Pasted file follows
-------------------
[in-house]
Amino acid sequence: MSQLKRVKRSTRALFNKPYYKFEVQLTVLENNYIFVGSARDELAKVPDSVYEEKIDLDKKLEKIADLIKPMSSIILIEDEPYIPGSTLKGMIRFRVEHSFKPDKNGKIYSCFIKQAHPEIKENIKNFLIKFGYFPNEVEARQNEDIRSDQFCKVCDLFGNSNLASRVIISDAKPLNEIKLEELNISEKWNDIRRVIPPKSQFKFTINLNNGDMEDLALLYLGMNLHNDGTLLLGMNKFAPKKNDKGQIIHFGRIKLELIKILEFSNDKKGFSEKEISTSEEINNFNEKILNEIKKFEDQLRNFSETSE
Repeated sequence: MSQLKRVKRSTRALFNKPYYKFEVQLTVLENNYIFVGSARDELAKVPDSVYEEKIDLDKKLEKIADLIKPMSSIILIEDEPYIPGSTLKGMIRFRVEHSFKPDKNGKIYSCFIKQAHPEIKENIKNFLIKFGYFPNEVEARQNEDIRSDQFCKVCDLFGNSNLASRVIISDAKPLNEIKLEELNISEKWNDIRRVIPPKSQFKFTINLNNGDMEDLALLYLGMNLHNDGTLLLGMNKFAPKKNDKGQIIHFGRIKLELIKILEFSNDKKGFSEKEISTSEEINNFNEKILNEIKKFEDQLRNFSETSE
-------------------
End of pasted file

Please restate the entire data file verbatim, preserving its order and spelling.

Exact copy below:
[in-house]
Amino acid sequence: MSQLKRVKRSTRALFNKPYYKFEVQLTVLENNYIFVGSARDELAKVPDSVYEEKIDLDKKLEKIADLIKPMSSIILIEDEPYIPGSTLKGMIRFRVEHSFKPDKNGKIYSCFIKQAHPEIKENIKNFLIKFGYFPNEVEARQNEDIRSDQFCKVCDLFGNSNLASRVIISDAKPLNEIKLEELNISEKWNDIRRVIPPKSQFKFTINLNNGDMEDLALLYLGMNLHNDGTLLLGMNKFAPKKNDKGQIIHFGRIKLELIKILEFSNDKKGFSEKEISTSEEINNFNEKILNEIKKFEDQLRNFSETSE
Repeated sequence: MSQLKRVKRSTRALFNKPYYKFEVQLTVLENNYIFVGSARDELAKVPDSVYEEKIDLDKKLEKIADLIKPMSSIILIEDEPYIPGSTLKGMIRFRVEHSFKPDKNGKIYSCFIKQAHPEIKENIKNFLIKFGYFPNEVEARQNEDIRSDQFCKVCDLFGNSNLASRVIISDAKPLNEIKLEELNISEKWNDIRRVIPPKSQFKFTINLNNGDMEDLALLYLGMNLHNDGTLLLGMNKFAPKKNDKGQIIHFGRIKLELIKILEFSNDKKGFSEKEISTSEEINNFNEKILNEIKKFEDQLRNFSETSE